The NOC also contains information that is useful for different stakeholders at various stages of the project. This information may include:

  • The property owner’s name and address
  • Property description and full address
  • A succinct scope of work
  • The general contractor’s name, address and contact information
  • The contractor’s surety information
  • Lender information
  • Details of the property owner’s legal representatives
  • NOC expiration date
  • The property owners’ signatures (helpful if payment issues arise)

For general contractors in Florida, this information, as well as the signatures from the property owners, can be used if payment issues arise. Also, pre-lien notices (such as the Notice to Owner and the mechanic’s liens) need this information. General contractors, subcontractors, and suppliers should record and archive information contained in the Notice of Commencement.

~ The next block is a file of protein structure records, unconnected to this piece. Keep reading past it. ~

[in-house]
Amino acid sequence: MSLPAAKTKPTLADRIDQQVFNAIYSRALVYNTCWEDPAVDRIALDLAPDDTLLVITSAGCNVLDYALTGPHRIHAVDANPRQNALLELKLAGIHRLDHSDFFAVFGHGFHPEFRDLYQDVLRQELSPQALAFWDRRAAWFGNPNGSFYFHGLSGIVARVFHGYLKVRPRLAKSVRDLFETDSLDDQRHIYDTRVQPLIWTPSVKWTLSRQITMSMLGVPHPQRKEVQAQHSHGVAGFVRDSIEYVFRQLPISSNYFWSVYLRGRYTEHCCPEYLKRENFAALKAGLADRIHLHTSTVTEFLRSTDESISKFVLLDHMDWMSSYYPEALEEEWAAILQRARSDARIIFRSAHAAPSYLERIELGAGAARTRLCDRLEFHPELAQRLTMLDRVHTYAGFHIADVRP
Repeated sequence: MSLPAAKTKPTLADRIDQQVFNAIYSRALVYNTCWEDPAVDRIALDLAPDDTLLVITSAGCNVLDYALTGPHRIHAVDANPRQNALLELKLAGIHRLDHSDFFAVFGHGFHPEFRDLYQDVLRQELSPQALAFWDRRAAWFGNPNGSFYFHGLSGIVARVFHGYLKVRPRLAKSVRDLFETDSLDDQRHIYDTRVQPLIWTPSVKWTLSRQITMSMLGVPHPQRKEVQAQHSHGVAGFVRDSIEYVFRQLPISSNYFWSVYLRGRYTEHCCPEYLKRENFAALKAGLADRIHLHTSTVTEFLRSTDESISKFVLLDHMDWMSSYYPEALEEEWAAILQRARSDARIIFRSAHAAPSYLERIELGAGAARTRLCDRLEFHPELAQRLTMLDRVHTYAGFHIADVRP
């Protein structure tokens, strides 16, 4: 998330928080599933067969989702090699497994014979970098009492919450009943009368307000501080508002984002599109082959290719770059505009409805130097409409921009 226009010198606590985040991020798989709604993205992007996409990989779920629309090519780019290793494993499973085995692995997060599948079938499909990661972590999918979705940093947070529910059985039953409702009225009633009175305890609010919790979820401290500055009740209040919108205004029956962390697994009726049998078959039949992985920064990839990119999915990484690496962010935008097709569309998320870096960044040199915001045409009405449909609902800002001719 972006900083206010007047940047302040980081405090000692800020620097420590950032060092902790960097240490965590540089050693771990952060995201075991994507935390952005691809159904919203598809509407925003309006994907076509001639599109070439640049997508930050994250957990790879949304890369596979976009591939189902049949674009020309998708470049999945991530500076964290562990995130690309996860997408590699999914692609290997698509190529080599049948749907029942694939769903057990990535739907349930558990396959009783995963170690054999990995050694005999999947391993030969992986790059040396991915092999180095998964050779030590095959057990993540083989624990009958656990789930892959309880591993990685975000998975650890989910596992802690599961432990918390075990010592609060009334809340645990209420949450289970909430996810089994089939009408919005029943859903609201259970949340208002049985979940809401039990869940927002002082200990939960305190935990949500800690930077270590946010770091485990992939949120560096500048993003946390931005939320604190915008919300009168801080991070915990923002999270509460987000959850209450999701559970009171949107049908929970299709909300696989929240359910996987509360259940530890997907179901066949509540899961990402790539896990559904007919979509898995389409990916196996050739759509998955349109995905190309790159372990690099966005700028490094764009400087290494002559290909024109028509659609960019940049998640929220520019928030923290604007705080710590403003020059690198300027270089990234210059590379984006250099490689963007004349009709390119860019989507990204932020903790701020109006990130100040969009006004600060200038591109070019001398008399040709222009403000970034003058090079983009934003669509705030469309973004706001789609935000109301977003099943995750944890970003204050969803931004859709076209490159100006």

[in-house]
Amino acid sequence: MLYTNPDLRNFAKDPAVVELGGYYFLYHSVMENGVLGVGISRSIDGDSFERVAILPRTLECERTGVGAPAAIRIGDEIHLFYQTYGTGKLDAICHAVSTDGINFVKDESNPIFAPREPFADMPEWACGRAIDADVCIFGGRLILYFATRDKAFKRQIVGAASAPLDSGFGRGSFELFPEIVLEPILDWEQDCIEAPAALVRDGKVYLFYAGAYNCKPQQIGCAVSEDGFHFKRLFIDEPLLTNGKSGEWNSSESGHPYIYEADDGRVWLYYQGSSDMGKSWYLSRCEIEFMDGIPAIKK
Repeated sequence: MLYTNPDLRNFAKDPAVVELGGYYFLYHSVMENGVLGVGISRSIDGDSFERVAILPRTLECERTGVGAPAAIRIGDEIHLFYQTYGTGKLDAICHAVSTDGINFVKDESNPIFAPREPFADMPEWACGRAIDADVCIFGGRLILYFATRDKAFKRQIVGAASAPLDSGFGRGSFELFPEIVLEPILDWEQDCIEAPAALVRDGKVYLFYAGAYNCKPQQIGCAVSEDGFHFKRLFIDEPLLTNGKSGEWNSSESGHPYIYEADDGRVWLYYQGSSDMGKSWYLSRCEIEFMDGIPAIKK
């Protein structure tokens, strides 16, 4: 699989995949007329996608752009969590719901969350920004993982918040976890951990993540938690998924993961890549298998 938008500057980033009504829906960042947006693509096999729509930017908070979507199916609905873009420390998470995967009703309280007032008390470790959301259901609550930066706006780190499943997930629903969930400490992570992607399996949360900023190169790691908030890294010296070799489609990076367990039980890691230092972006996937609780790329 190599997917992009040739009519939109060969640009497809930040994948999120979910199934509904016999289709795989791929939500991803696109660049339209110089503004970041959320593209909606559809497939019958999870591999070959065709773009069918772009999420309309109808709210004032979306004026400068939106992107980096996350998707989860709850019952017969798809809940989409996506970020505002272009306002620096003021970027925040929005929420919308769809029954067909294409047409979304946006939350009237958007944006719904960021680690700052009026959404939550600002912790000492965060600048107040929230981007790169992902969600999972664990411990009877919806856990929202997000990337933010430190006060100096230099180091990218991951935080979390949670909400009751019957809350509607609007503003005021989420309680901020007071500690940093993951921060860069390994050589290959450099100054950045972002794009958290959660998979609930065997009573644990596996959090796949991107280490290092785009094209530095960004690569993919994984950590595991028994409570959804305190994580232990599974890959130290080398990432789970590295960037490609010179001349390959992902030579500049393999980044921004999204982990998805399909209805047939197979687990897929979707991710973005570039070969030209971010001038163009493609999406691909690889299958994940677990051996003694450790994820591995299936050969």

Who Files the Notice of Commencement?

Property owners or the general contractor file the NOC. It is served in conjunction with the commencement of the project. It must be officially recorded at the local state office where the project is based.

The property owners must sign the NOC. It must show their legal names. That person will also be required to sign the document. For full compliance, all property owners must provide their signatures.

Why File a Notice of Commencement?

Florida lien law requires a notice of commencement be filed. The Notice of Commencement announces the starting point for the mechanic’s lien process. The information found on the NOC will be used to file pre-lien notices by participants on the project because a Notice to Owner is a legal requirement in Florida.

The NOC also allows a general contractor in Florida (as well as subcontractors and suppliers) to schedule the filing of other relevant documentation. For example, the preliminary notice needs to be sent within the first 15 days of the project, and that 15-day count begins on the date recorded in the notice.

What Are the Consequences for Not Filing a NOC?